The latest GDP figures out this week are expected to show the strength of the economy as it headed back into lockdown.
The consensus views is that the economy grew by more than 1 percent in the three months to June, after growing by 1.6 percent in previous quarter.
The annual growth rate is expected to be inflated somewhat, given that the economy contracted by more than 10 percent in the second quarter of last year.
The Westpac Bank was forecasting growth of 1.7 percent in the June quarter.
Its acting chief economist Michael Gordon said the latest data is expected to reveal the strength of the housing market and consumer demand.
“We’ll also see, I think to some degree, the impact of the trans-Tasman bubble.
“As short-lived as it was, it does seem to have given a boost to areas like air travel and retail spending, and hospitality also looked pretty strong for that June quarter period,” he said.
Gordon said it was tempting to say that GDP numbers were old news because there is lag before they are released and there was a view that lockdowns had changed everything.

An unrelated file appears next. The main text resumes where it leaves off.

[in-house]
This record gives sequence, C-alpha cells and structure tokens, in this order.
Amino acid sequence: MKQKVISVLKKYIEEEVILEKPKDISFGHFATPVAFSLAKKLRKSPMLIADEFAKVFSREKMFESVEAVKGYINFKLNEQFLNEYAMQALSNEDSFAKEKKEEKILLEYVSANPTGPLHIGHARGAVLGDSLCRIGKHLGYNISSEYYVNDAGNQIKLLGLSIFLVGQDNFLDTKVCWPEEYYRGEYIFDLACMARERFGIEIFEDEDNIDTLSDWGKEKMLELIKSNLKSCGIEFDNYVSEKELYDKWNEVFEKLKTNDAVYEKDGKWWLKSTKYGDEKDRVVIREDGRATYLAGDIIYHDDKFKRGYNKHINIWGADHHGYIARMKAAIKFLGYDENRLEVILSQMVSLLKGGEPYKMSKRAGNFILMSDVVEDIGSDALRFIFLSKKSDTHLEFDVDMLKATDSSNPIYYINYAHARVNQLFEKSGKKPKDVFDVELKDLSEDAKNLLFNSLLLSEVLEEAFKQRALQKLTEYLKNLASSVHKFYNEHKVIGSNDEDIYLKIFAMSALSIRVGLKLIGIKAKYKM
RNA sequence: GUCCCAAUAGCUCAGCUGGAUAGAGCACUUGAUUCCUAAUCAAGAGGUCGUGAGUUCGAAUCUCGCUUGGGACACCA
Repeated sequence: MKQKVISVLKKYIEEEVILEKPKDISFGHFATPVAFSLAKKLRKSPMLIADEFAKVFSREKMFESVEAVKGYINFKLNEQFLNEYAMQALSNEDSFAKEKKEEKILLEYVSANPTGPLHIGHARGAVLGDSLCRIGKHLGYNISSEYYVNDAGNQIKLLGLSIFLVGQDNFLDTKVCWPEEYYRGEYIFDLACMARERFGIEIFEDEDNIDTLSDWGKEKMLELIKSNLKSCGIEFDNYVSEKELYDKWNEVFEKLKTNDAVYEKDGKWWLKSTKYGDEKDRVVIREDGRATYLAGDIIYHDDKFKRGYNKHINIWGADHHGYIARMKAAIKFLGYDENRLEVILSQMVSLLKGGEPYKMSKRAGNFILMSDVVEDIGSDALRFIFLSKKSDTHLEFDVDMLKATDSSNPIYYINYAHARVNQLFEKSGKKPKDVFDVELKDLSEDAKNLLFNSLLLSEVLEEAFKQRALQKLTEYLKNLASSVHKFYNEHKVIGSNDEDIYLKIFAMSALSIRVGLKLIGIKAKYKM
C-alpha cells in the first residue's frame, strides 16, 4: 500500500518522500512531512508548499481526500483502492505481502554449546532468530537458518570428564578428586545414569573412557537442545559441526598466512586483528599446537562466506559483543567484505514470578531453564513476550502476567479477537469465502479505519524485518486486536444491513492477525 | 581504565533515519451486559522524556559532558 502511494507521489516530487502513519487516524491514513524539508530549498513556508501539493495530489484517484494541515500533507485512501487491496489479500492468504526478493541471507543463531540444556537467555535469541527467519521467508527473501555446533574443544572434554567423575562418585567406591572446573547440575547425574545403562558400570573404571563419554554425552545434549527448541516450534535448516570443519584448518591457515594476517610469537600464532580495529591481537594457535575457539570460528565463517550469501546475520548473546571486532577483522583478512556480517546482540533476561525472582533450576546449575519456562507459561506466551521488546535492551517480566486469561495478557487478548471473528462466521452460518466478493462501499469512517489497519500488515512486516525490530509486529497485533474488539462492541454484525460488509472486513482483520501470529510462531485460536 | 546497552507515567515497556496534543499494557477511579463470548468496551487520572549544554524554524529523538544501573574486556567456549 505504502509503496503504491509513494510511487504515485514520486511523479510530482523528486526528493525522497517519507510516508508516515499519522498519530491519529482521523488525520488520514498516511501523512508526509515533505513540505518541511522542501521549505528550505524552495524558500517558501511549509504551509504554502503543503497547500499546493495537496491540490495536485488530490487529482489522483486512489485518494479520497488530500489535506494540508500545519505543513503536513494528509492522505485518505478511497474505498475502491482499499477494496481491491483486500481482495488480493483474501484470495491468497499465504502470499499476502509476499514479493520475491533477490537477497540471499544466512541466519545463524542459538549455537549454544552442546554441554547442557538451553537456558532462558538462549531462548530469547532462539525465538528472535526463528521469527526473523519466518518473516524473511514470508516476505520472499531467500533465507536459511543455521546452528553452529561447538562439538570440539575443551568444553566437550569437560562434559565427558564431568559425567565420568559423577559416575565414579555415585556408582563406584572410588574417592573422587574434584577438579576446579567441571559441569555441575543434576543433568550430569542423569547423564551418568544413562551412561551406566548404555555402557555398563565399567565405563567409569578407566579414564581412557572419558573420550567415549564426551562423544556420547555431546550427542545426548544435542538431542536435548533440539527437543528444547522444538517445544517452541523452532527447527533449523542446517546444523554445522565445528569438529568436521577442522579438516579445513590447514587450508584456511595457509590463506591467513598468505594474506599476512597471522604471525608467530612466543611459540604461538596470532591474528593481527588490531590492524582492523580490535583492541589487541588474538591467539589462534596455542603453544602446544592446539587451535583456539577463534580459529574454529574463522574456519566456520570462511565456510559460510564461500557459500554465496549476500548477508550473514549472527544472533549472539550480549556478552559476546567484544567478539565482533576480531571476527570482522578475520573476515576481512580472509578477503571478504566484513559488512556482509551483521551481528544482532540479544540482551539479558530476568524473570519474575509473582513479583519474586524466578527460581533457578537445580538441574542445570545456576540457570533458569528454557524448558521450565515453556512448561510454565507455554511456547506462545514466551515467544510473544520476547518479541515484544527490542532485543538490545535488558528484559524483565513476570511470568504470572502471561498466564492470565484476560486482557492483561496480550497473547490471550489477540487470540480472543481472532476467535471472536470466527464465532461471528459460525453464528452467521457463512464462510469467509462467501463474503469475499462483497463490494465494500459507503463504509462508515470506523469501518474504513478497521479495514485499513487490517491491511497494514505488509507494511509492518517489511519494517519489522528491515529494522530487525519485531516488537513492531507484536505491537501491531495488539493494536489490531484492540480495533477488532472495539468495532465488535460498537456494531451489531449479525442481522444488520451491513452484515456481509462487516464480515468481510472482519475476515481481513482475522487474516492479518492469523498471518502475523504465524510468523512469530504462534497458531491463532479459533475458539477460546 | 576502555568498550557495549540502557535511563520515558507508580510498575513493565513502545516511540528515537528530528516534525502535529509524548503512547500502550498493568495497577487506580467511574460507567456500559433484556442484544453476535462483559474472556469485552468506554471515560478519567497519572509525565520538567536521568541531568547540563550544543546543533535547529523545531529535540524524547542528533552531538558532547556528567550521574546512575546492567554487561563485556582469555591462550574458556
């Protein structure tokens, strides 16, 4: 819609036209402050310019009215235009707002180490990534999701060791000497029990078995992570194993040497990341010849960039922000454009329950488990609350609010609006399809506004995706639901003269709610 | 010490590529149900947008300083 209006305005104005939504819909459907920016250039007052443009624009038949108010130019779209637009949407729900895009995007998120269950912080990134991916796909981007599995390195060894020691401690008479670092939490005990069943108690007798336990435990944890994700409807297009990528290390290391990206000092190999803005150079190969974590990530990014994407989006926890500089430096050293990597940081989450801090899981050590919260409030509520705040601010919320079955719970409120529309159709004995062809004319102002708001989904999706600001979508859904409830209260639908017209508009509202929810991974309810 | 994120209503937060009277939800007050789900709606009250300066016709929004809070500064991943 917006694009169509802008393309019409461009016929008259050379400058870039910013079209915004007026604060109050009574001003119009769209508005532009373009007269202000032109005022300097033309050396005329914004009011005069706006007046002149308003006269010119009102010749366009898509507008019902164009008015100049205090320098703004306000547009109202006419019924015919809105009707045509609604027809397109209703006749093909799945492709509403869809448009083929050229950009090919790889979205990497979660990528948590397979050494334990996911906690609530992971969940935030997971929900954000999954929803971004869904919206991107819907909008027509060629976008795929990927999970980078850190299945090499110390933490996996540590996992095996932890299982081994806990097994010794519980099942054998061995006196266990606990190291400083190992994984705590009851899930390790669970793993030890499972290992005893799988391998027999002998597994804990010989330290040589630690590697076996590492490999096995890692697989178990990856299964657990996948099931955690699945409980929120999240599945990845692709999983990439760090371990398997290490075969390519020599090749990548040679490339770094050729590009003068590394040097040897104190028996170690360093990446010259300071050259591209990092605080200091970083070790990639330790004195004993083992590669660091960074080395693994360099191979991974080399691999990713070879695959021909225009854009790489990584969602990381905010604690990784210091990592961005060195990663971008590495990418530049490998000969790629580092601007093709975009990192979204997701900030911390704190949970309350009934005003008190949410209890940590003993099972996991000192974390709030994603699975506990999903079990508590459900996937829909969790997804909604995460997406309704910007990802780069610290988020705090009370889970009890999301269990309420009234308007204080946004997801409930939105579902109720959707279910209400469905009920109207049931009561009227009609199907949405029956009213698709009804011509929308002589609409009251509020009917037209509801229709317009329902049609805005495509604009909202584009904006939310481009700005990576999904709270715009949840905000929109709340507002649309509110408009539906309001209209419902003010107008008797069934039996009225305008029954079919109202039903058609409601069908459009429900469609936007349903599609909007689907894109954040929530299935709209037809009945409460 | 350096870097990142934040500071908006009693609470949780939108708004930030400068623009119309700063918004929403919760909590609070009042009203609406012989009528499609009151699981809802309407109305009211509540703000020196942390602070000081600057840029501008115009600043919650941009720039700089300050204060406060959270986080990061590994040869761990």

“But what we have learnt about lockdowns is that they don’t change everything.
“As we loosen restrictions, activity can bounce back quite quickly.
“So if that proves to be the case this time, then before too long we’re going to be back to having the same conversations that we were before the lockdown.”
I think these June numbers will give us a sample of that, he said.
“We’re looking at an economy that was running at a much higher level of activity than anyone really dared to forecast a month ago, and running up against capacity constraints.”
Early signs show that the economic hit of the latest Covid restrictions had not been as severe as what was seen during the first Alert Level Four lockdown early last year.
Electronic card transactions, new job listings and freight movements had all retreated in August following the reintroduction of restrictions.
However, the decline had not been as sharp when compared to the April lockdown last year.
Gordon said Westpac’s early forecast was for a 6 percent contraction in the economy for the September quarter.
“It will be a really chunky looking drop for the quarter itself, but then that should be followed by a quick rebound in activity.”